Senate candidates focus on the region
EARLIER this week, a pair of LNP senate candidates toured the Central Highlands to put their cases to CH voters.
Accompanied by sitting senator Matt Canavan, candidates Paul Scarr and Susan McDonald spoke about their passion for the area and its primary industries.
Mr Scarr, a former mining executive, had concerns about the anti-Adani movement and what it meant for the region.
"Adani, in good faith, has made a multi-million-dollar investment in this state and eight years later, they are still waiting on a final decision and the goal posts are still being shifted on it,” he said.
"That concerns me because of the jobs it will cost this region.”
Mr Scarr said it was important to bring "some facts” into the argument, particularly about coal fired power stations.
"Let's bring some facts into the argument rather than political rhetoric from the capital cities where they want to cost jobs in Central Queensland,” he said.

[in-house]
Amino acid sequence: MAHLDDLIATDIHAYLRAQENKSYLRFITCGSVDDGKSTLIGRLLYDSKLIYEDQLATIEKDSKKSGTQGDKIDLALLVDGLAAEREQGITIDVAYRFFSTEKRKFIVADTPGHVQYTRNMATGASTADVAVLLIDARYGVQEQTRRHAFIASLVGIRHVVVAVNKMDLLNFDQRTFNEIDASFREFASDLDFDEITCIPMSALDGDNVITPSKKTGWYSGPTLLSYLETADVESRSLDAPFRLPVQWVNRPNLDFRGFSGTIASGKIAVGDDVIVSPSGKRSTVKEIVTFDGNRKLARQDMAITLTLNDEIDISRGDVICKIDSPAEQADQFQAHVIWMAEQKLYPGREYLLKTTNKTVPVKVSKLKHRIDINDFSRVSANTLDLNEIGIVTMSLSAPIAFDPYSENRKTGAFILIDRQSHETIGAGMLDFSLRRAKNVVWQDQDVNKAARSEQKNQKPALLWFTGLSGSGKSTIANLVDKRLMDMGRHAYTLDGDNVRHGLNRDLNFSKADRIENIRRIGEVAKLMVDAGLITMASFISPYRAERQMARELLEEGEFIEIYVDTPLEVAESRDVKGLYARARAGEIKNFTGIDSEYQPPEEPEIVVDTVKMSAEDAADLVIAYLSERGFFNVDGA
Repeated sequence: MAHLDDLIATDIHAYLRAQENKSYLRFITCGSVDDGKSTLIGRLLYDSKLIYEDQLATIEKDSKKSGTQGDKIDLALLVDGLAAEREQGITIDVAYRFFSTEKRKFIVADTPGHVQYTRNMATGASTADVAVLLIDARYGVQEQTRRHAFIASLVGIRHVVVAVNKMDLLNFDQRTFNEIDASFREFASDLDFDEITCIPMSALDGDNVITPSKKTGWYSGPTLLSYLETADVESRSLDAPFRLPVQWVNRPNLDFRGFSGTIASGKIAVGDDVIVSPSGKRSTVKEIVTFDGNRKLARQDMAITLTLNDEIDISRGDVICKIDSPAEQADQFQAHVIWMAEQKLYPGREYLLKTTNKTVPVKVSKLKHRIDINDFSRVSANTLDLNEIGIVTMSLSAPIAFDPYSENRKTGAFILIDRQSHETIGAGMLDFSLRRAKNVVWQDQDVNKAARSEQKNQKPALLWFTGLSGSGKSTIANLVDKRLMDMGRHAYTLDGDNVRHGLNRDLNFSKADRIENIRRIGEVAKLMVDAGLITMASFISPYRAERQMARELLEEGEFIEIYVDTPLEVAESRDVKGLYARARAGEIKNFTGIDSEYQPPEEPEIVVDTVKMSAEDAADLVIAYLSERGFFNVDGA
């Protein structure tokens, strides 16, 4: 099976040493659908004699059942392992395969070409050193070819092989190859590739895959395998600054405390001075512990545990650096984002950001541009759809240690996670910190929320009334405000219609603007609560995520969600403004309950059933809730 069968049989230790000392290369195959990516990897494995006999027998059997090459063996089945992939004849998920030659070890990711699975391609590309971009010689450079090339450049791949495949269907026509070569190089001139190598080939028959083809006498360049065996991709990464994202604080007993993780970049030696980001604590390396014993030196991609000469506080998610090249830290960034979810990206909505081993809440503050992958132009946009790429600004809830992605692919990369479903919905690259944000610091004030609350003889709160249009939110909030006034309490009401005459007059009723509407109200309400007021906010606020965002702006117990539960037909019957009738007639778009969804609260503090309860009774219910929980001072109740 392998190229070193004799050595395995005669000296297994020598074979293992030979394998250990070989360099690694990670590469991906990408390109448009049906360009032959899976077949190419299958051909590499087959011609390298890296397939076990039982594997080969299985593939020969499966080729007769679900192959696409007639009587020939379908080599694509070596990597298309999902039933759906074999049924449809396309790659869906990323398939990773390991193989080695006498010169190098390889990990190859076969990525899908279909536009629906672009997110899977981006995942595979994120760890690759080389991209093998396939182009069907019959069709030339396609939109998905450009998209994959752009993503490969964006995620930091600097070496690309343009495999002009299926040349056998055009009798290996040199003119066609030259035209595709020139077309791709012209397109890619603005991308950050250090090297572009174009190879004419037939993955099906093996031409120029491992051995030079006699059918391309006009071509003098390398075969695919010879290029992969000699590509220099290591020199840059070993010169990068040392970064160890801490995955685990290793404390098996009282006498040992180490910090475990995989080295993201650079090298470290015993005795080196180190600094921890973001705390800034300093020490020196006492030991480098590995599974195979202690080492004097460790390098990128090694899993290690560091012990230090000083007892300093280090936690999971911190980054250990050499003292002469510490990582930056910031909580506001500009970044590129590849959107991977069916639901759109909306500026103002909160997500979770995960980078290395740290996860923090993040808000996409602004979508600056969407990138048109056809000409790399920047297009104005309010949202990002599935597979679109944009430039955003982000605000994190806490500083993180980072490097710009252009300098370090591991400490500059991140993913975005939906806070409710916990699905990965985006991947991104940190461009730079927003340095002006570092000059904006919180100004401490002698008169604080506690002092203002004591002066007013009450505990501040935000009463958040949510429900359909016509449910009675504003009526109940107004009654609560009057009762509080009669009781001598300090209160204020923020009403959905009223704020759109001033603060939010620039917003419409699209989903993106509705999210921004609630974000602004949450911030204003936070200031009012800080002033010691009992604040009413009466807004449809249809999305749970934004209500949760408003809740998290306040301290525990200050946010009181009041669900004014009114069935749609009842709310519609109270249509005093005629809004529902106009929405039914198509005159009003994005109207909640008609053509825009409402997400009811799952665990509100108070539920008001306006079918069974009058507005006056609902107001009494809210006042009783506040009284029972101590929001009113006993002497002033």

"You'd be mining some of the best coal in the world.
"The only question is whether it's (coal used in power stations) going to be coal which is mined in Queensland or coal which is mined in India or Indonesia or somewhere else, which is lower quality coal and dirty coal, which produces more emissions.”
Fellow senate hopeful Ms McDonald, a former chair of Beef Australia, also weighed in on the renewable energy debate.
"In Queensland, in the 1960s when we built coal fired power stations on coal fields, we had the cheapest energy prices in the land,” she said.
"Queensland, and particularly regional Queensland, flourished. It brought people and jobs and a certainty to the region.”
Ms McDonald said under Labor, an additional billion dollars of electrical costs had been pushed onto "mums and dads and small businesses across the state”.
"There are people who are having to chose between turning on their air-conditioning and buying food.
"That's outrageous in a state with such an abundance of resources, that government should cripple its own people.”
The former Brisbane meat merchant said electricity was also a "big issue” for the struggling beef industry.